Muslims pray in Ayodhya
© REUTERS/Amit Dave
Muslims pray for peace ahead of verdict on a disputed religious site in Ayodhya
India will be on edge for days after the country's Supreme Court announces its verdict on Ayodhya temple, which could lead to a violent backlash between contesting Hindus and Muslims.

India's Supreme Court would make a call if over a billion Hindus could have a temple for Lord Rama over lands in Ayodhya. It's disputed by millions of Muslims. Though the dispute has lasted for over a century, it turned combustible in 1992 when a clutch of Hindus brought down a mosque, Babri Masjid, they believed was built in the 16th century over the site where Lord Rama was born.

India witnessed its worst communal riots in the wake of that incident, which left over 2,000 people killed.

So high ran the emotions on either side that when a lower court equally divided the land among the Hindu and Muslim litigants in 2010, they promptly went to the apex Supreme Court claiming complete, and not partial, control over the land.

Hindu devotees sing
© REUTERS/Danish Siddiqui
Hindu devotees sing religious songs inside a temple in Ayodhya
Days, months and years have passed since then, petition after petition after petition, forcing a cagey Supreme Court to finally bell the cat, after it tried and failed to see the light through a mediation process initiated between the opposing parties.

Now the verdict is at hand and everyone is jittery. Religious leaders are asking for calm and peace among their followers, irrespective of who wins in the end.

Between two poles

Muslims in India have grown to over 200 million who are constitutionally allowed to propagate their religion and are allowed a fair bit of liberty to follow Sharia or Islamic law as prescribed in their holy book the Quran. It has allowed them to resist the imposition of the Uniform Civil Code (UCC) which is desired-by but never implemented by the Indian state.
Proposed Ram Temple Model
© REUTERS/Danish Siddiqui
A model of the proposed Ram temple that Hindu groups want to build
They have the freedom to run their own educational institutions and mosques, and to retain complete control over lands gifted to them through charity. But Indian Muslims are now face-to-face with a resurgent Hindu majority, and their fears have amplified with the abrogation of Triple Talaq and of Article 370 in Kashmir. An unfavorable verdict on Ayodhya temple could be a flashpoint which India's liberal brigade would try their best to inflame and set the country ablaze.

New challenge for Modi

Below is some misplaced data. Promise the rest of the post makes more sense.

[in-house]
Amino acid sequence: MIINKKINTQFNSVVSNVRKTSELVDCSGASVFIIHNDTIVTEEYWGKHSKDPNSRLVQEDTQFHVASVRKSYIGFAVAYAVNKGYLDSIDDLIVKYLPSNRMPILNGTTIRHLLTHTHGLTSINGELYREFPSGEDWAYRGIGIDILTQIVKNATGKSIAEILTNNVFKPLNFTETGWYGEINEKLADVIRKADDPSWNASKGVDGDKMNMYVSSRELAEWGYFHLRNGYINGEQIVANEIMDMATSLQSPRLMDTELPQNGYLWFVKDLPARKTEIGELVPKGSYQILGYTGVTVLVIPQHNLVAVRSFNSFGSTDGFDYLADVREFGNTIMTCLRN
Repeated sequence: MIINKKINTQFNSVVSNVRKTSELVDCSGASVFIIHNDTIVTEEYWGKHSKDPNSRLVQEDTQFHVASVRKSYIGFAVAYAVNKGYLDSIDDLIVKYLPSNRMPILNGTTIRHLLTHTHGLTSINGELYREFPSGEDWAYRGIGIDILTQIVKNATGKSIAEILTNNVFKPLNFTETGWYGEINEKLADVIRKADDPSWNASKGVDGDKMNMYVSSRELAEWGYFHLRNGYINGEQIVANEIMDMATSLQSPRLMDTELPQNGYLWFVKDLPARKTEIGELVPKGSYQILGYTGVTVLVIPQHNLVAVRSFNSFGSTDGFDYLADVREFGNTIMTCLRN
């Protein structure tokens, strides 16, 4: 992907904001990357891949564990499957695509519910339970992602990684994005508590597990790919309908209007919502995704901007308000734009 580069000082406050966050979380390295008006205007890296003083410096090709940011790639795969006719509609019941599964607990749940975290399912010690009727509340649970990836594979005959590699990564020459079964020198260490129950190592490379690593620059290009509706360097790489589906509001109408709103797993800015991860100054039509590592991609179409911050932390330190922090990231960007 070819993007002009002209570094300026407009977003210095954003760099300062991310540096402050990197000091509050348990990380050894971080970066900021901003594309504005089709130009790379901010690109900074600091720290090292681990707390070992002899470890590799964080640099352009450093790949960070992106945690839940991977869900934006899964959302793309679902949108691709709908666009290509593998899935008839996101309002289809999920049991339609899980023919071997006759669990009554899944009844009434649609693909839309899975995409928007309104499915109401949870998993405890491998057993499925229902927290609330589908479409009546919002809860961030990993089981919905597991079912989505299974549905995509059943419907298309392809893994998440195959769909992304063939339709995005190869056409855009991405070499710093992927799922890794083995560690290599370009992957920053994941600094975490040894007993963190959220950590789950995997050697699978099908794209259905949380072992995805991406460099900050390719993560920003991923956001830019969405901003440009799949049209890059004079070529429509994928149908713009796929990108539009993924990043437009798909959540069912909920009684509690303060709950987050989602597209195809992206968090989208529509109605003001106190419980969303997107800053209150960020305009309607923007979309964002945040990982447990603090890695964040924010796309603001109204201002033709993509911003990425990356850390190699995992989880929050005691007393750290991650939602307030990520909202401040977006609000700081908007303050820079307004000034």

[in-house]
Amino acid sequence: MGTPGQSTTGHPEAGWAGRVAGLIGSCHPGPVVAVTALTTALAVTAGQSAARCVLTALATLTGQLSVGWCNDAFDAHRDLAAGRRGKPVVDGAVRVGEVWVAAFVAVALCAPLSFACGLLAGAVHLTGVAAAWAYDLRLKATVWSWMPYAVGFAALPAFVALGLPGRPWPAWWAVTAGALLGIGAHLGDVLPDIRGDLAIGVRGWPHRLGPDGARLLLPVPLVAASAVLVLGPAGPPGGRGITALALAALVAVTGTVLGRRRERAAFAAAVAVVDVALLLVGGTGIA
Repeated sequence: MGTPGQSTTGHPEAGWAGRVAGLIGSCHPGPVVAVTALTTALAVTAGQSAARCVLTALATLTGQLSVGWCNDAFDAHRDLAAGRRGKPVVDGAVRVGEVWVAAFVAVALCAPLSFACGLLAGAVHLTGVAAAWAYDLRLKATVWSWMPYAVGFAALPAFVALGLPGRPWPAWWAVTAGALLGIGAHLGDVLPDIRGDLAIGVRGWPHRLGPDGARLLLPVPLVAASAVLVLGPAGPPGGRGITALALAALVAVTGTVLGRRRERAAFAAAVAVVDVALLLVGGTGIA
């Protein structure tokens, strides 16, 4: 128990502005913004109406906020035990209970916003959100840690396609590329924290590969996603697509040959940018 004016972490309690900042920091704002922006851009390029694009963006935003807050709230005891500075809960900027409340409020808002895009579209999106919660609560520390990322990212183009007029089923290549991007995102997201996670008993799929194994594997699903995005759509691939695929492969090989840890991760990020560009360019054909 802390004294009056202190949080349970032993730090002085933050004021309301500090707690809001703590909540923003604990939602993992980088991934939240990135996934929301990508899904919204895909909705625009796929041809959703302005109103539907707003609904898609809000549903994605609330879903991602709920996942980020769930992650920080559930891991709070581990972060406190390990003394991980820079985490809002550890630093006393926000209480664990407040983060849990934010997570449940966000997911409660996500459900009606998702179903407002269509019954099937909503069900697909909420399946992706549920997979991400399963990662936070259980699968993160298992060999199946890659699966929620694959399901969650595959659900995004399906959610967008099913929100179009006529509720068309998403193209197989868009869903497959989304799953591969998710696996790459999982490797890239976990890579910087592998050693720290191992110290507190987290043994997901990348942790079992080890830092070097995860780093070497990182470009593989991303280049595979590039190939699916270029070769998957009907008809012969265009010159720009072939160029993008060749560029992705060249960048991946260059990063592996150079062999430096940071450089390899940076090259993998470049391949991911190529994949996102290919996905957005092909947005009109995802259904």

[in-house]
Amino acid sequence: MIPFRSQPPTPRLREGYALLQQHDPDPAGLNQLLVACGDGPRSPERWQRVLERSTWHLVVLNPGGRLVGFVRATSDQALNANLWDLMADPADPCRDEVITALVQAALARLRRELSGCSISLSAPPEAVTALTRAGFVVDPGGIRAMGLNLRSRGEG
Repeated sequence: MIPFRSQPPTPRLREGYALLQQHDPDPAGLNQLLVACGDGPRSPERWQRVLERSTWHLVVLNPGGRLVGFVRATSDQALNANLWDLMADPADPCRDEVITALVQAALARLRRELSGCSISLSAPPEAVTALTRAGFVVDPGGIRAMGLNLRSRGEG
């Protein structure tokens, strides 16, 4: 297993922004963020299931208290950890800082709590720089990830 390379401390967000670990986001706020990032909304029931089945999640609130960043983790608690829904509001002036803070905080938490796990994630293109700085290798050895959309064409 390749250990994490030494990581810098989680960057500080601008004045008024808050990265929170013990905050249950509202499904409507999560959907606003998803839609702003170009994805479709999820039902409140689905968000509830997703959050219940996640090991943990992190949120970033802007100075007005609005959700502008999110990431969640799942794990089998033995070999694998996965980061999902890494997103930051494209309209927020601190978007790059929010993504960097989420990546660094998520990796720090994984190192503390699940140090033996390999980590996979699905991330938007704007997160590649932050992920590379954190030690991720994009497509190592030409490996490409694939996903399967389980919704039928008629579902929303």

In other words, nobody is underestimating the fallout from the verdict. Prime Minister Narendra Modi has already made a public appeal for calm to the citizens of his country. The verdict could still open up the deep communal fault lines in the country, evoking the image of partition at the time of independence in 1947, which created Pakistan and cost at least two million lives.


Comment: Modi's government is not taking any chances. It deployed large troops to the the sensitive areas, closed schools in Uttar Pradesh, asked all state governments to be on alert, deployed bomb disposal units and imposed Section 144 in a few areas (meaning it's illegal to have more than 3 people together in public areas). Modi addressed people across the nation and advised them not to listen to rumors or take any aggressive actions and asked his party men and ministers to refrain from making any aggressive statements.


The evidence in the aftermath of the demolition of Babri Masjid is already known. Widespread attacks against Hindu temples were reported from Pakistan. Hundreds of shops, homes and temples of Hindus were destroyed in Bangladesh. The issue of Kashmir is already simmering. The pluralistic character of Indian society could come under more, serious stress.

It could have deep political implications too: the ruling Bharatiya Janata Party (BJP), after all, rode in on the sentiment in favor of the temple to be where it is today. In 1984, BJP had just two seats. Currently, it occupies 303 seats in the 543-seat parliament. India could see one of its most momentous events since independence in the coming days.

By Ashish Shukla, a senior journalist and geopolitical analyst based in India, author of 'How United States Shot Humanity'. He runs a website, NewsBred.